A crisis communications plan can be created in anticipation of 20 different likely scenarios, and of course what happens is the 21st scenario.
I seriously doubt that JetBlue's crisis communications planning included a scenario entitled:
"Stressed-out flight attendant snaps, curses out a passenger, and exits airplane on emergency slide."
Nope, not on the "Top Crises Faced by Airlines" list at all.
Now a really GOOD crisis communications plan exists primarily to create a system for appropriate response to any crisis. I'm going to grade JetBlue's reaction based on the Five Tenets of Effective Crisis Communications*, JetBlue's response should have been:
PROMPT -- Grade: D. As far as I can tell, they had almost nothing to say for two days.
COMPASSIONATE -- Grade: F. No compassion for their abused employee or the affected passengers.
HONEST -- Grade: F. Dishonesty can be achieved by acts of commission, omission, exaggeration or understatement. Lots of omission and understatement here.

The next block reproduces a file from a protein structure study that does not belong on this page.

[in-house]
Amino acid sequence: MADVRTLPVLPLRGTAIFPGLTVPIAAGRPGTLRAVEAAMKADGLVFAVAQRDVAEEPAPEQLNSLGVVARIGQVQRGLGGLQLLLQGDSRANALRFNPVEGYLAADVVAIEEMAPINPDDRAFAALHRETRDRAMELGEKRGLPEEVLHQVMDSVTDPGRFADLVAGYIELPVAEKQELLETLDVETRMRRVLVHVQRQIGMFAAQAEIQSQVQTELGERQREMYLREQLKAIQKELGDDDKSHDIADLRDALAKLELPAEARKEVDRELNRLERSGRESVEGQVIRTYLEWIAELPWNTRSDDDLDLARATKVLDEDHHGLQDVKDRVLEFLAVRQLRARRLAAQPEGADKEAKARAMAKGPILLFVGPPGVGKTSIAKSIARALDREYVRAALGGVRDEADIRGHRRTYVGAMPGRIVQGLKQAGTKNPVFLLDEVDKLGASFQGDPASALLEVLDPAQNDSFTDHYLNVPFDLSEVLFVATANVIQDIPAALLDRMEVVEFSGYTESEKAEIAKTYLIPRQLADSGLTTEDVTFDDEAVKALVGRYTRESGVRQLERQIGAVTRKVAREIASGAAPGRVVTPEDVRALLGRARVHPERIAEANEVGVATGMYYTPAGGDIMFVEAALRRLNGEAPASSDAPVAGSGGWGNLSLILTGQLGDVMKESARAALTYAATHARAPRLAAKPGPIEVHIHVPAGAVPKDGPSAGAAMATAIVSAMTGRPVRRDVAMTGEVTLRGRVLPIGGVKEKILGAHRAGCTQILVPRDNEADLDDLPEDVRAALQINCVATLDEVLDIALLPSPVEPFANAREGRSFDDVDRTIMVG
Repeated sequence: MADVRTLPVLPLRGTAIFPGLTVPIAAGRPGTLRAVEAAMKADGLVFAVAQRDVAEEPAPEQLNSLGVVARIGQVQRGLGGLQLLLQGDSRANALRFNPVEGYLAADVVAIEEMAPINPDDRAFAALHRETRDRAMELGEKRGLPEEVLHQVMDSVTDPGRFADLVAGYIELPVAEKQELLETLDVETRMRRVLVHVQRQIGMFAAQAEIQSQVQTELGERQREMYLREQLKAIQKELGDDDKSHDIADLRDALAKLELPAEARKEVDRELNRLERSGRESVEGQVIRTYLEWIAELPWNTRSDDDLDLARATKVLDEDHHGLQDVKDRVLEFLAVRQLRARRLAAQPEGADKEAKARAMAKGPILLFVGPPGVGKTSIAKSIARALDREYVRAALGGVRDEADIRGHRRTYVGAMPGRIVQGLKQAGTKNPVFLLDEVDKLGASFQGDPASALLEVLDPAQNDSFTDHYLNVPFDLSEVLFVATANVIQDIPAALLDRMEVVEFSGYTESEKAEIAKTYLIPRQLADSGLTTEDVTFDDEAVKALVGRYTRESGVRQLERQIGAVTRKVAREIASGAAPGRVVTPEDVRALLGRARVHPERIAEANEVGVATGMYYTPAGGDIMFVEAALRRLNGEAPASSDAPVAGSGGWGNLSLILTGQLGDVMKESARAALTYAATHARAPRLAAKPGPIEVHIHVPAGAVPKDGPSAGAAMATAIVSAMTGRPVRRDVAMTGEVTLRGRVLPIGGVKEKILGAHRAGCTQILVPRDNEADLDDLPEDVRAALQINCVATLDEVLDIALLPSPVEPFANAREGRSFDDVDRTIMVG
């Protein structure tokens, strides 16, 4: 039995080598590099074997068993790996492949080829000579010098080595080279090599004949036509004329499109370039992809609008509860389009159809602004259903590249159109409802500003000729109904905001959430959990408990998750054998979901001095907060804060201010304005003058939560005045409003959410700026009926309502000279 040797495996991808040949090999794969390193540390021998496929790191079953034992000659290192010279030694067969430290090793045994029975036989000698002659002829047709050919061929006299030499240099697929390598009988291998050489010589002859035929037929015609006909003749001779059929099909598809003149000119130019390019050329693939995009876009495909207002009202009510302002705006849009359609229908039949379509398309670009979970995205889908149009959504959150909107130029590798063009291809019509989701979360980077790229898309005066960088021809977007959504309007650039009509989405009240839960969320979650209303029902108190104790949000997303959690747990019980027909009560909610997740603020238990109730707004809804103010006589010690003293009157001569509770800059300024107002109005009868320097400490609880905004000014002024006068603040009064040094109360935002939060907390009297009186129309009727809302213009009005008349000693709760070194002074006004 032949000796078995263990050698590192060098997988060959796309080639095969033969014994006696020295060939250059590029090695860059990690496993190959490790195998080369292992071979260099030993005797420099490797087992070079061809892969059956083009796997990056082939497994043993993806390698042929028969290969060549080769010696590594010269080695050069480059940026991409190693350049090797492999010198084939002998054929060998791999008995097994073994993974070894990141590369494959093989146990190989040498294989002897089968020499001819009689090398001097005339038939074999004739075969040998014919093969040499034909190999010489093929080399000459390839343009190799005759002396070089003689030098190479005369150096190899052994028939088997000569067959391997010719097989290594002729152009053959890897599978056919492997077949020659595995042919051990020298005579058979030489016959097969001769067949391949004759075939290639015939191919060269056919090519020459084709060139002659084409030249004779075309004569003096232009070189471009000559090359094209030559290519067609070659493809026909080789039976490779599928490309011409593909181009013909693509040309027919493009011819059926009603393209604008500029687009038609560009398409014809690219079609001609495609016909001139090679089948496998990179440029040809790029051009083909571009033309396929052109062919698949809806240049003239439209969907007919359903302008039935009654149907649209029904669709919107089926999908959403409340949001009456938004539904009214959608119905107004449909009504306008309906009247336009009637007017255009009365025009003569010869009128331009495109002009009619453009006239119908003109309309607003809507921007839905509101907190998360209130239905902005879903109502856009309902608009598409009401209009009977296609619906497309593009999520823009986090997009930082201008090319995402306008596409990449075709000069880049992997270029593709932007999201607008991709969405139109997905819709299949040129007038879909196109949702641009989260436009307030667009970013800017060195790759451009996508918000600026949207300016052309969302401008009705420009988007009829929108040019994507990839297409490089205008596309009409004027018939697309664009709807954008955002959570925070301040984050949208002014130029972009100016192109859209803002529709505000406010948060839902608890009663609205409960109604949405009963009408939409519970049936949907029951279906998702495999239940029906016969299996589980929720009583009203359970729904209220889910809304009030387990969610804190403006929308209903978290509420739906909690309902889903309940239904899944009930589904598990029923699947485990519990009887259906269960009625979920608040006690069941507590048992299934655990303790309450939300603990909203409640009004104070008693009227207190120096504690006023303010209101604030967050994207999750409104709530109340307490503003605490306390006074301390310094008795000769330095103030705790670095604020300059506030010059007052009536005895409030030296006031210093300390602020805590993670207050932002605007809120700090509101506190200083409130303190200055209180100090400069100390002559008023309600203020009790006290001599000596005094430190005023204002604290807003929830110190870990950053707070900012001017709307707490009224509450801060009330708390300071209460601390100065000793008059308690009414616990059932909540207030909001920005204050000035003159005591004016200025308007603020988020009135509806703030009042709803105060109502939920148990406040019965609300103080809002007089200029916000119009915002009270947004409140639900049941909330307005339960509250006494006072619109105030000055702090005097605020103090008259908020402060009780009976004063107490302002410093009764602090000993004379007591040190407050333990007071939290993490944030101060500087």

INFORMATIVE -- Grade: D. Clearly, lawyers are gagging the JetBlue PR people, who are probably -- judging by their one belated but humorous blog post, urging some humility and humor to make this thing go away.
INTERACTIVE -- Grade: F. They should have been encouraging and having a good affect about feedback via Twitter and other social media, versus getting snippy like they did in response to a Tweet by comedian Andy Borowitz.
So, the good news is that JetBlue didn't have to activate its "plane crash" crisis response. The bad news is that they still a PR crash.
*(Trick question: why are there five tenets? Answer: Because I made up the list.),